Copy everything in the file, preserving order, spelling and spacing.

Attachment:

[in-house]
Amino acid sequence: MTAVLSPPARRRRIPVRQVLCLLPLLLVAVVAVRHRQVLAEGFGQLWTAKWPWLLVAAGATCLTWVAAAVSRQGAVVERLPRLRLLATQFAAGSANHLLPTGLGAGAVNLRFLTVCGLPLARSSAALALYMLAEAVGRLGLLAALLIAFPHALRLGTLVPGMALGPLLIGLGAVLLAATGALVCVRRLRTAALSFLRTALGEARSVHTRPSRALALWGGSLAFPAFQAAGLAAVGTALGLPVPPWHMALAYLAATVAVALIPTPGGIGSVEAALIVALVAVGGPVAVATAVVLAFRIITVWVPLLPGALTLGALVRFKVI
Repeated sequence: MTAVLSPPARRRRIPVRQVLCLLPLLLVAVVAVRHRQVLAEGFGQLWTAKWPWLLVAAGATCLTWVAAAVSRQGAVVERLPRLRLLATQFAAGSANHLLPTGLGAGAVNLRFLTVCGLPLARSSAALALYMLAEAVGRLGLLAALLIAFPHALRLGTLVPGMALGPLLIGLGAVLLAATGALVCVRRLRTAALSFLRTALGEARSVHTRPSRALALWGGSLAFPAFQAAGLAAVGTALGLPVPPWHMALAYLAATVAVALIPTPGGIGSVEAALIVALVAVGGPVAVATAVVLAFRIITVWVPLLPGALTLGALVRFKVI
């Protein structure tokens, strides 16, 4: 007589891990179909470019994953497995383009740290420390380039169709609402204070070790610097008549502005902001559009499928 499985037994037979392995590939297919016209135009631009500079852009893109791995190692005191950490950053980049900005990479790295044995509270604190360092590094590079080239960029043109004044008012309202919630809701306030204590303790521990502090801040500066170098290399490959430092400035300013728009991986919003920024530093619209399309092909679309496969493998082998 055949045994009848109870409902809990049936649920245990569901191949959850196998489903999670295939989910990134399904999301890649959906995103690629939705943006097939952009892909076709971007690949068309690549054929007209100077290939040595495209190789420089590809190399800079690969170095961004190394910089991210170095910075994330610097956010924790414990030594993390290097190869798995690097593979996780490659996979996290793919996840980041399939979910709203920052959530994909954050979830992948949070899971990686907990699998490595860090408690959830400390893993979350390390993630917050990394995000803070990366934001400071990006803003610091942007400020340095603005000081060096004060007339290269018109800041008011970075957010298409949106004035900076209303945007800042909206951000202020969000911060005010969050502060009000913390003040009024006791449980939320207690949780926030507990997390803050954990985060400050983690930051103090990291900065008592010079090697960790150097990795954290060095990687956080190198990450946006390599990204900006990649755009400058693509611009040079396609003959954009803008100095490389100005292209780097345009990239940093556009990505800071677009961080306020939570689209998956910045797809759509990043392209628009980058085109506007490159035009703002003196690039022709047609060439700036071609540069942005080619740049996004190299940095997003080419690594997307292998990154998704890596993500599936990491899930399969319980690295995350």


[in-house]
Amino acid sequence: MTAVLSPPARRRRIPVRQVLCLLPLLLVAVVAVRHRQVLAEGFGQLWTAKWPWLLVAAGATCLTWVAAAVSRQGAVVERLPRLRLLATQFAAGSANHLLPTGLGAGAVNLRFLTVCGLPLARSSAALALYMLAEAVGRLGLLAALLIAFPHALRLGTLVPGMALGPLLIGLGAVLLAATGALVCVRRLRTAALSFLRTALGEARSVHTRPSRALALWGGSLAFPAFQAAGLAAVGTALGLPVPPWHMALAYLAATVAVALIPTPGGIGSVEAALIVALVAVGGPVAVATAVVLAFRIITVWVPLLPGALTLGALVRFKVI
Repeated sequence: MTAVLSPPARRRRIPVRQVLCLLPLLLVAVVAVRHRQVLAEGFGQLWTAKWPWLLVAAGATCLTWVAAAVSRQGAVVERLPRLRLLATQFAAGSANHLLPTGLGAGAVNLRFLTVCGLPLARSSAALALYMLAEAVGRLGLLAALLIAFPHALRLGTLVPGMALGPLLIGLGAVLLAATGALVCVRRLRTAALSFLRTALGEARSVHTRPSRALALWGGSLAFPAFQAAGLAAVGTALGLPVPPWHMALAYLAATVAVALIPTPGGIGSVEAALIVALVAVGGPVAVATAVVLAFRIITVWVPLLPGALTLGALVRFKVI
């Protein structure tokens, strides 16, 4: 007589891990179909470019994953497995383009740290420390380039169709609402204070070790610097008549502005902001559009499928 499985037994037979392995590939297919016209135009631009500079852009893109791995190692005191950490950053980049900005990479790295044995509270604190360092590094590079080239960029043109004044008012309202919630809701306030204590303790521990502090801040500066170098290399490959430092400035300013728009991986919003920024530093619209399309092909679309496969493998082998 055949045994009848109870409902809990049936649920245990569901191949959850196998489903999670295939989910990134399904999301890649959906995103690629939705943006097939952009892909076709971007690949068309690549054929007209100077290939040595495209190789420089590809190399800079690969170095961004190394910089991210170095910075994330610097956010924790414990030594993390290097190869798995690097593979996780490659996979996290793919996840980041399939979910709203920052959530994909954050979830992948949070899971990686907990699998490595860090408690959830400390893993979350390390993630917050990394995000803070990366934001400071990006803003610091942007400020340095603005000081060096004060007339290269018109800041008011970075957010298409949106004035900076209303945007800042909206951000202020969000911060005010969050502060009000913390003040009024006791449980939320207690949780926030507990997390803050954990985060400050983690930051103090990291900065008592010079090697960790150097990795954290060095990687956080190198990450946006390599990204900006990649755009400058693509611009040079396609003959954009803008100095490389100005292209780097345009990239940093556009990505800071677009961080306020939570689209998956910045797809759509990043392209628009980058085109506007490159035009703002003196690039022709047609060439700036071609540069942005080619740049996004190299940095997003080419690594997307292998990154998704890596993500599936990491899930399969319980690295995350």